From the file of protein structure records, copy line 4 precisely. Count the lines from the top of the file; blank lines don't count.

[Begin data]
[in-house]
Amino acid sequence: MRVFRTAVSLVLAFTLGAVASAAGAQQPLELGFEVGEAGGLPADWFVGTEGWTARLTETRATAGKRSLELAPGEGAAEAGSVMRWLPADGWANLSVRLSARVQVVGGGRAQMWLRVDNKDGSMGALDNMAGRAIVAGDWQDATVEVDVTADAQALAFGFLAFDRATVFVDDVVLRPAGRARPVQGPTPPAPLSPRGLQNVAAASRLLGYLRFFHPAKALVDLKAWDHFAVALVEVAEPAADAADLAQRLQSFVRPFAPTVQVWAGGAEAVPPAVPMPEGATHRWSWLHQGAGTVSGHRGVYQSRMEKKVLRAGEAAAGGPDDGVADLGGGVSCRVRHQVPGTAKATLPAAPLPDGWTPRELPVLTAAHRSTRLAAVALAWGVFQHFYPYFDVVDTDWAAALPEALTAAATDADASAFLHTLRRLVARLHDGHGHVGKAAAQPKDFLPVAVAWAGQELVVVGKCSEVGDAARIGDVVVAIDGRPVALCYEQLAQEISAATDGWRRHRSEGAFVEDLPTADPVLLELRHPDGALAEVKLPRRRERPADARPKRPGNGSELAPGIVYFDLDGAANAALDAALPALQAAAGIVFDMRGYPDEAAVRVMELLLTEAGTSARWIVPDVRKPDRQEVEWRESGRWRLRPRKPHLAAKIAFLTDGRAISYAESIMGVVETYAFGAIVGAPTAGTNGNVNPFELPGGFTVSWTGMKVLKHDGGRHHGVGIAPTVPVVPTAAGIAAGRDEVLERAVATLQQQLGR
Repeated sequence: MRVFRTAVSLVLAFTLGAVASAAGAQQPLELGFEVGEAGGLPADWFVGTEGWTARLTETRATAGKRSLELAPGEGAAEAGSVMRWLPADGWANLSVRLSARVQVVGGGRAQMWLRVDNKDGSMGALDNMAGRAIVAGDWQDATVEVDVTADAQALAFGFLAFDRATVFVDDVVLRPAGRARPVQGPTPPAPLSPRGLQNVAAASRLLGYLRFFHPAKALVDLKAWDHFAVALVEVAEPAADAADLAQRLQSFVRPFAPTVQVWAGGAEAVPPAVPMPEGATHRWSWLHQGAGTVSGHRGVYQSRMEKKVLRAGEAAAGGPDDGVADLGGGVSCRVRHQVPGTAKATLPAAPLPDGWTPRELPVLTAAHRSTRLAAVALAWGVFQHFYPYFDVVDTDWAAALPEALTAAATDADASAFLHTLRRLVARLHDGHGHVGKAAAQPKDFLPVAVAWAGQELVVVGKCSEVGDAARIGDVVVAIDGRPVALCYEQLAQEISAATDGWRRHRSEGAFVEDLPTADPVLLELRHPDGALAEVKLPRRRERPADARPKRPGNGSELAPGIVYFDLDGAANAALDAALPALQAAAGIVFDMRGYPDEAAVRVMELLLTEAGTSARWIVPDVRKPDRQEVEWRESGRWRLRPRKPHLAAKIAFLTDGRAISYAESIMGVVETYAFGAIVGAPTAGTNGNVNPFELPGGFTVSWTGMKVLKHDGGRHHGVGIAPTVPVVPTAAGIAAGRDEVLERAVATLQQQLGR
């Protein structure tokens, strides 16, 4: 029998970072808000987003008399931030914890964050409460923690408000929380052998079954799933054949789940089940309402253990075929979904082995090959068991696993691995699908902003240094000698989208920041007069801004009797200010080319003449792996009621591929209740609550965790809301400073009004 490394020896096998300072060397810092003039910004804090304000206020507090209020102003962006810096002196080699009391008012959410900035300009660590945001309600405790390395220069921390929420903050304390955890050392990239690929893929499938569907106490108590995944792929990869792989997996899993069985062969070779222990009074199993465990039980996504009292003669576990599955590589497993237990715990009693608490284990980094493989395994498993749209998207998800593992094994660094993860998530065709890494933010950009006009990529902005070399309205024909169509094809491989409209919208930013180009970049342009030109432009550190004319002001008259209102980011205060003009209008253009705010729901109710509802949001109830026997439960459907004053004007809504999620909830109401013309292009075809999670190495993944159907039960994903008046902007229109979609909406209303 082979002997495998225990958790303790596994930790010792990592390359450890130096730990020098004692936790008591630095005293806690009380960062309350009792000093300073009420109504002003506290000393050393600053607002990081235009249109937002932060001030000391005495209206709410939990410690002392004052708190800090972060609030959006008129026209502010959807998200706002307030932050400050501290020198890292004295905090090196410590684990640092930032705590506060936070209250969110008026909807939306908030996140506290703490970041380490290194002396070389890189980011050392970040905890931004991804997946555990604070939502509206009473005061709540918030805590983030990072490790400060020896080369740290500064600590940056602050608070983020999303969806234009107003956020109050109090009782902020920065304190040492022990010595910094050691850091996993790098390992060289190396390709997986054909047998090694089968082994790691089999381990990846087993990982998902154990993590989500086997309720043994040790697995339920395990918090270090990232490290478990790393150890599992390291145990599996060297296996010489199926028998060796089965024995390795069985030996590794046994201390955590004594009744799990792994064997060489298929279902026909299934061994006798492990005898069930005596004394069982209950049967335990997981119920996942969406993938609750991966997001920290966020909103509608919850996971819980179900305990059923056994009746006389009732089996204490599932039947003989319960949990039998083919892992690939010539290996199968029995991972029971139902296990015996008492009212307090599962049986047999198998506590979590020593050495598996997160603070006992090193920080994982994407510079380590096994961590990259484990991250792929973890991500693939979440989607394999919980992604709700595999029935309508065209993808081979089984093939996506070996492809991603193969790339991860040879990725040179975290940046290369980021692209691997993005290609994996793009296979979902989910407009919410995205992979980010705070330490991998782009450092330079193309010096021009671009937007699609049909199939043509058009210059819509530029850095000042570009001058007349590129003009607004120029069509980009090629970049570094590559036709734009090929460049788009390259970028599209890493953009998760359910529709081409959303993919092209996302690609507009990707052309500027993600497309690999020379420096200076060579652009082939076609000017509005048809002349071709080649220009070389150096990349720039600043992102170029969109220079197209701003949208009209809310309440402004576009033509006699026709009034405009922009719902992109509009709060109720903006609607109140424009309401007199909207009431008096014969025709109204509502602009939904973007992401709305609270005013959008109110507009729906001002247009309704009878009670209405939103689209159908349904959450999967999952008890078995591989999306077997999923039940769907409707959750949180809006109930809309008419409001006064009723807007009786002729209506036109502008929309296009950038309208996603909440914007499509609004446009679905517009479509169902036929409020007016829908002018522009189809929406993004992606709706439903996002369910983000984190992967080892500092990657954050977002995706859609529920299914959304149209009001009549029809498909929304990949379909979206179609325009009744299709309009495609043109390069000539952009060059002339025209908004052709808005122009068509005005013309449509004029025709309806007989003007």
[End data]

């Protein structure tokens, strides 16, 4: 029998970072808000987003008399931030914890964050409460923690408000929380052998079954799933054949789940089940309402253990075929979904082995090959068991696993691995699908902003240094000698989208920041007069801004009797200010080319003449792996009621591929209740609550965790809301400073009004 490394020896096998300072060397810092003039910004804090304000206020507090209020102003962006810096002196080699009391008012959410900035300009660590945001309600405790390395220069921390929420903050304390955890050392990239690929893929499938569907106490108590995944792929990869792989997996899993069985062969070779222990009074199993465990039980996504009292003669576990599955590589497993237990715990009693608490284990980094493989395994498993749209998207998800593992094994660094993860998530065709890494933010950009006009990529902005070399309205024909169509094809491989409209919208930013180009970049342009030109432009550190004319002001008259209102980011205060003009209008253009705010729901109710509802949001109830026997439960459907004053004007809504999620909830109401013309292009075809999670190495993944159907039960994903008046902007229109979609909406209303 082979002997495998225990958790303790596994930790010792990592390359450890130096730990020098004692936790008591630095005293806690009380960062309350009792000093300073009420109504002003506290000393050393600053607002990081235009249109937002932060001030000391005495209206709410939990410690002392004052708190800090972060609030959006008129026209502010959807998200706002307030932050400050501290020198890292004295905090090196410590684990640092930032705590506060936070209250969110008026909807939306908030996140506290703490970041380490290194002396070389890189980011050392970040905890931004991804997946555990604070939502509206009473005061709540918030805590983030990072490790400060020896080369740290500064600590940056602050608070983020999303969806234009107003956020109050109090009782902020920065304190040492022990010595910094050691850091996993790098390992060289190396390709997986054909047998090694089968082994790691089999381990990846087993990982998902154990993590989500086997309720043994040790697995339920395990918090270090990232490290478990790393150890599992390291145990599996060297296996010489199926028998060796089965024995390795069985030996590794046994201390955590004594009744799990792994064997060489298929279902026909299934061994006798492990005898069930005596004394069982209950049967335990997981119920996942969406993938609750991966997001920290966020909103509608919850996971819980179900305990059923056994009746006389009732089996204490599932039947003989319960949990039998083919892992690939010539290996199968029995991972029971139902296990015996008492009212307090599962049986047999198998506590979590020593050495598996997160603070006992090193920080994982994407510079380590096994961590990259484990991250792929973890991500693939979440989607394999919980992604709700595999029935309508065209993808081979089984093939996506070996492809991603193969790339991860040879990725040179975290940046290369980021692209691997993005290609994996793009296979979902989910407009919410995205992979980010705070330490991998782009450092330079193309010096021009671009937007699609049909199939043509058009210059819509530029850095000042570009001058007349590129003009607004120029069509980009090629970049570094590559036709734009090929460049788009390259970028599209890493953009998760359910529709081409959303993919092209996302690609507009990707052309500027993600497309690999020379420096200076060579652009082939076609000017509005048809002349071709080649220009070389150096990349720039600043992102170029969109220079197209701003949208009209809310309440402004576009033509006699026709009034405009922009719902992109509009709060109720903006609607109140424009309401007199909207009431008096014969025709109204509502602009939904973007992401709305609270005013959008109110507009729906001002247009309704009878009670209405939103689209159908349904959450999967999952008890078995591989999306077997999923039940769907409707959750949180809006109930809309008419409001006064009723807007009786002729209506036109502008929309296009950038309208996603909440914007499509609004446009679905517009479509169902036929409020007016829908002018522009189809929406993004992606709706439903996002369910983000984190992967080892500092990657954050977002995706859609529920299914959304149209009001009549029809498909929304990949379909979206179609325009009744299709309009495609043109390069000539952009060059002339025209908004052709808005122009068509005005013309449509004029025709309806007989003007």